Trump Tax Plan: 8 New Changes That Almost Everyone Hates
Whether you love or hate Donald Trump, you might have to live with his new tax plan. If it becomes law, it will mark the first major change to the U.S. tax code in decades. Called the Tax Cuts and Jobs Act, Trump’s plan suggests increasing the standard deduction, decreasing the number of tax brackets to four, and getting rid of personal exemptions.
Although the plan would lower most U.S. citizens’ taxes, the nonpartisan Joint Committee on Taxation compiled a report that shows one in five might get a tax increase by the year 2027. Although the tax plan does add some benefits, it eliminates others. Find out what almost everyone hates about the new plan and decide where you stand.
1. Corporate taxes — cut
According to The New York Times, the GOP tax reform ensures a cut in corporate taxes — no matter what. Of course the general public opposes this — it’s an outrage. Who wants to make the rich richer at his or her expense? Enough said.
Next: Killing the American dream
2. Mortgage interest rate deduction — reduced
If the new tax plan goes into law, the American dream of homeownership will take a big hit. The mortgage interest rate deduction will drop from $1 million to $500,000, according to Fox News. If you’re thinking that amount is aimed at those in the upper middle class, you’re not alone.
Next: Say ba-bye to itemized deductions.
3. Itemized deductions — gone
The new tax plan limits itemized deductions, which might increase your federal taxes, according to Business Insider. Because approximately 70% of U.S. filers claim the deduction, this could affect a lot of people. You might think those who itemize typically make a lot of money, but 86.8% of taxpayers who itemize have adjusted gross incomes below $200,000.
Next: A tax cut for business owners
4. Pass-through income — taxed at 25%
Trump’s tax plan includes a new, 25% rate for pass-through business income, according to Business Insider. Pass-through businesses are comprised of partnerships, sole proprietorships, and S-corporations, and pass-through income is money that passes through businesses and into owners’ returns.
Currently, pass-through income gets taxed only if it is a profit, and individuals pay a hefty 39.6%. Should this change happen, it will benefit none but the wealthy — and Trump personally, because he has set up a number of S-corporations for development projects.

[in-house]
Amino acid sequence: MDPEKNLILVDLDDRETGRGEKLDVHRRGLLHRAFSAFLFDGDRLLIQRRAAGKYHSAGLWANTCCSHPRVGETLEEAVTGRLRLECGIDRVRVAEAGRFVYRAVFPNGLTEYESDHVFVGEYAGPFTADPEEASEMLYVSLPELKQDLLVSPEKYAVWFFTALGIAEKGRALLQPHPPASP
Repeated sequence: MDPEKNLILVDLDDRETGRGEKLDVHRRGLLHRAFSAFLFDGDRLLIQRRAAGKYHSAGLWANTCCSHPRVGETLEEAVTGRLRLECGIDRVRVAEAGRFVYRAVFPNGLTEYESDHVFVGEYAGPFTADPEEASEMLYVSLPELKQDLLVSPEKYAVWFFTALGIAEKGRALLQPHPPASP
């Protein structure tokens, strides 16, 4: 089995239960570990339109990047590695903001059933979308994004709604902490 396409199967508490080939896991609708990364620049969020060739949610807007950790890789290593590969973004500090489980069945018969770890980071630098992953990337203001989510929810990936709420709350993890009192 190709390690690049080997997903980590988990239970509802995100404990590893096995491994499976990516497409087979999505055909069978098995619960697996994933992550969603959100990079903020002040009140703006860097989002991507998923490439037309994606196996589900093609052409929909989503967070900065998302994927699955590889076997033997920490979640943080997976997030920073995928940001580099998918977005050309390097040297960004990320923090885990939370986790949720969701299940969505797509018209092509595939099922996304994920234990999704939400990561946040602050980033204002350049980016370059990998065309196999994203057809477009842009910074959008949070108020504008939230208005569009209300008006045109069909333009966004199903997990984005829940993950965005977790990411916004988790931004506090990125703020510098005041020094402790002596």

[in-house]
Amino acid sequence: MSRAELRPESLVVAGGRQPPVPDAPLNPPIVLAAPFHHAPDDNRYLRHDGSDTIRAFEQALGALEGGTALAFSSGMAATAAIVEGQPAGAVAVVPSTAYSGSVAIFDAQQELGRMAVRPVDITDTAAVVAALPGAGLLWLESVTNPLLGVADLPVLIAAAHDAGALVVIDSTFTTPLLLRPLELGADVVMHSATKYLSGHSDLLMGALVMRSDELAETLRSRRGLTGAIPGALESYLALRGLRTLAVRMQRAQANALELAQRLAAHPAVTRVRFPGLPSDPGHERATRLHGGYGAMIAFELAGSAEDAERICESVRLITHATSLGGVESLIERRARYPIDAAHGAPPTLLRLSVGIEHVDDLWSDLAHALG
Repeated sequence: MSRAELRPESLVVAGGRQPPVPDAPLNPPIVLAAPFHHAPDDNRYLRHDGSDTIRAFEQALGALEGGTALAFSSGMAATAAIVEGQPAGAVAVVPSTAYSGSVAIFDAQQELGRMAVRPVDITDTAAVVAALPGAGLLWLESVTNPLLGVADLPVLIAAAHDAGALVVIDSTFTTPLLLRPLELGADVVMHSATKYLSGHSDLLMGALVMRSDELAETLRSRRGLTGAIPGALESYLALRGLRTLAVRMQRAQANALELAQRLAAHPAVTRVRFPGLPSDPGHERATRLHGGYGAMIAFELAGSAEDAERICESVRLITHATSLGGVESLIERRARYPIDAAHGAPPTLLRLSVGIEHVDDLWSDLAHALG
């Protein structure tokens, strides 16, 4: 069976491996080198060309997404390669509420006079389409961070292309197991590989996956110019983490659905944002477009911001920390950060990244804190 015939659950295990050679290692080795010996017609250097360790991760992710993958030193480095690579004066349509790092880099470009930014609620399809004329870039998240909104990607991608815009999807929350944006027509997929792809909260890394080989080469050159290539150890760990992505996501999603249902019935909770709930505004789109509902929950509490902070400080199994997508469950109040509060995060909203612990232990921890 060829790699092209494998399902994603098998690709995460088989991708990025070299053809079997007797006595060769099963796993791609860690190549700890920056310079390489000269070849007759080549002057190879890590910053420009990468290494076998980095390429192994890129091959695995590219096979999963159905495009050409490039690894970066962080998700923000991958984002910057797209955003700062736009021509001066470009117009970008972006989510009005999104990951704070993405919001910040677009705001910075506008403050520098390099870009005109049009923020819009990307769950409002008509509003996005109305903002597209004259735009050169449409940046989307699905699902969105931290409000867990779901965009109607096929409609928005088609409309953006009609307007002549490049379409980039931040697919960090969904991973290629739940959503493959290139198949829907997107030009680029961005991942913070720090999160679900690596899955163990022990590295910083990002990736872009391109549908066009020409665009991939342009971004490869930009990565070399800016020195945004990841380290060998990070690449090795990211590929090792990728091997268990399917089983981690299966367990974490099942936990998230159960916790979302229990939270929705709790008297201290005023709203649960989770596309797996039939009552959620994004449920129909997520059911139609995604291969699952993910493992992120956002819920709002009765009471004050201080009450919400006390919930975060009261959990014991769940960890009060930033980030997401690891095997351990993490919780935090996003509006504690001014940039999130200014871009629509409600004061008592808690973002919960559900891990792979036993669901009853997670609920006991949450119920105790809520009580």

Next: Alternative facts
5. Alternative minimum tax — gone
Trump wants to get rid of the Alternative Minimum Tax, which accounted for a large portion of the $38.5 million tax bill he paid in 2005, according to Business Insider. Currently, the tax is designed to make sure high-net-worth individuals pay their fair share when it comes time to settle up with Uncle Sam — and it applies to corporations, estates, and trusts, too. Trump intends to repeal the AMT only for individuals, however, reported Business Insider.
Next: Trump benefits
6. Estate tax — gone
The estate tax, also known as the death tax, applies to you if you inherited $5.49 million or more in 2017. This tax doesn’t affect many Americans, according to Business Insider, but if Trump eliminates it completely, it will benefit him. If he’s really worth $10 billion like he says he is, he’ll be enjoying with some colossal savings if the goal of eliminating it completely by 2024 becomes law.
Next: Bringing foreign cash back home.
7. Repatriated funds taxes — reduced
Trump wants to lower taxes on repatriated funds — corporate foreign money that is taxed in the U.S. — to encourage multinationals to invest money in the U.S. instead of abroad, according to Forbes. He wants to implement a one-time tax on overseas money at a rumored rate of 10%. The problem with this plan is that Trump has not said exactly how he proposes to get companies to stop keeping their profits overseas going forward. This is an issue that politicians have been struggling with for decades, and Trump’s plan doesn’t solve it.
Next: Find out when you’ll benefit from the plan.
8. First-year benefits — for top earners only
According to the Tax Policy Center, almost half of the tax cut benefits in the new plan would go to the top 5% of U.S. earners in the first year. That doesn’t leave much for the other 95% to fight over. If this plan passes, 98% of multimillionaires would still get a tax cut in 2027 — as opposed to only 27 percent of households with incomes of less than $75,000.
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